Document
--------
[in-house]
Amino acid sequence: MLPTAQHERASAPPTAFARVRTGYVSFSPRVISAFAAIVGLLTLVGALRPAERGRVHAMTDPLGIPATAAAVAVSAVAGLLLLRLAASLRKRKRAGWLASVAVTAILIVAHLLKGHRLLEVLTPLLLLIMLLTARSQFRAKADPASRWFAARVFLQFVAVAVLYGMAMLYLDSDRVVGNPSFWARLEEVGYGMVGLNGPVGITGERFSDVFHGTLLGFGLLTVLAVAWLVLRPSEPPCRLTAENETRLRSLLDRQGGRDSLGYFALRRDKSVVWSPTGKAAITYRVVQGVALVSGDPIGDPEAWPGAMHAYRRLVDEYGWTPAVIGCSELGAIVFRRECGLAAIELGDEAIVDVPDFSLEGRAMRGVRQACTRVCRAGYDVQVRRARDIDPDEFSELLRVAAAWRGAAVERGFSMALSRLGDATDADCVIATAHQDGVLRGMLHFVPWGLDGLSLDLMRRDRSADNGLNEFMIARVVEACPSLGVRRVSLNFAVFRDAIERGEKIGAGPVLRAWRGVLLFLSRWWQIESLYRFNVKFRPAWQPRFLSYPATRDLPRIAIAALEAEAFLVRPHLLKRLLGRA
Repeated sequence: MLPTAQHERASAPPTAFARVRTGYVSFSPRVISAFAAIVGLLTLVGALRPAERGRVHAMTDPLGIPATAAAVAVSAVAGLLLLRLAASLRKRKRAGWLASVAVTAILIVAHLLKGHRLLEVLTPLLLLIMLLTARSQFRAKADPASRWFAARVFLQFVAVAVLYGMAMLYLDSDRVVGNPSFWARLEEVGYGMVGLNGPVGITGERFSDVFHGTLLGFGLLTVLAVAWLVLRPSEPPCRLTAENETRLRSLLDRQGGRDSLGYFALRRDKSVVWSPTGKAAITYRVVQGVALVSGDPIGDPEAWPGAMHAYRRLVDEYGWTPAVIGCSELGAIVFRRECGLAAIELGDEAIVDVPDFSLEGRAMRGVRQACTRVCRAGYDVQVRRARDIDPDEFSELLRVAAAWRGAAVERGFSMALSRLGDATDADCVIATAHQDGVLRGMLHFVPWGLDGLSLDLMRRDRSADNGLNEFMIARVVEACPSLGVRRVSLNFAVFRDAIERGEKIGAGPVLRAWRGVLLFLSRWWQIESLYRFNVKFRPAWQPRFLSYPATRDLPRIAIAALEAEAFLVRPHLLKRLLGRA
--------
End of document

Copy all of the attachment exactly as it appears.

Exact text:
[in-house]
Amino acid sequence: MLPTAQHERASAPPTAFARVRTGYVSFSPRVISAFAAIVGLLTLVGALRPAERGRVHAMTDPLGIPATAAAVAVSAVAGLLLLRLAASLRKRKRAGWLASVAVTAILIVAHLLKGHRLLEVLTPLLLLIMLLTARSQFRAKADPASRWFAARVFLQFVAVAVLYGMAMLYLDSDRVVGNPSFWARLEEVGYGMVGLNGPVGITGERFSDVFHGTLLGFGLLTVLAVAWLVLRPSEPPCRLTAENETRLRSLLDRQGGRDSLGYFALRRDKSVVWSPTGKAAITYRVVQGVALVSGDPIGDPEAWPGAMHAYRRLVDEYGWTPAVIGCSELGAIVFRRECGLAAIELGDEAIVDVPDFSLEGRAMRGVRQACTRVCRAGYDVQVRRARDIDPDEFSELLRVAAAWRGAAVERGFSMALSRLGDATDADCVIATAHQDGVLRGMLHFVPWGLDGLSLDLMRRDRSADNGLNEFMIARVVEACPSLGVRRVSLNFAVFRDAIERGEKIGAGPVLRAWRGVLLFLSRWWQIESLYRFNVKFRPAWQPRFLSYPATRDLPRIAIAALEAEAFLVRPHLLKRLLGRA
Repeated sequence: MLPTAQHERASAPPTAFARVRTGYVSFSPRVISAFAAIVGLLTLVGALRPAERGRVHAMTDPLGIPATAAAVAVSAVAGLLLLRLAASLRKRKRAGWLASVAVTAILIVAHLLKGHRLLEVLTPLLLLIMLLTARSQFRAKADPASRWFAARVFLQFVAVAVLYGMAMLYLDSDRVVGNPSFWARLEEVGYGMVGLNGPVGITGERFSDVFHGTLLGFGLLTVLAVAWLVLRPSEPPCRLTAENETRLRSLLDRQGGRDSLGYFALRRDKSVVWSPTGKAAITYRVVQGVALVSGDPIGDPEAWPGAMHAYRRLVDEYGWTPAVIGCSELGAIVFRRECGLAAIELGDEAIVDVPDFSLEGRAMRGVRQACTRVCRAGYDVQVRRARDIDPDEFSELLRVAAAWRGAAVERGFSMALSRLGDATDADCVIATAHQDGVLRGMLHFVPWGLDGLSLDLMRRDRSADNGLNEFMIARVVEACPSLGVRRVSLNFAVFRDAIERGEKIGAGPVLRAWRGVLLFLSRWWQIESLYRFNVKFRPAWQPRFLSYPATRDLPRIAIAALEAEAFLVRPHLLKRLLGRA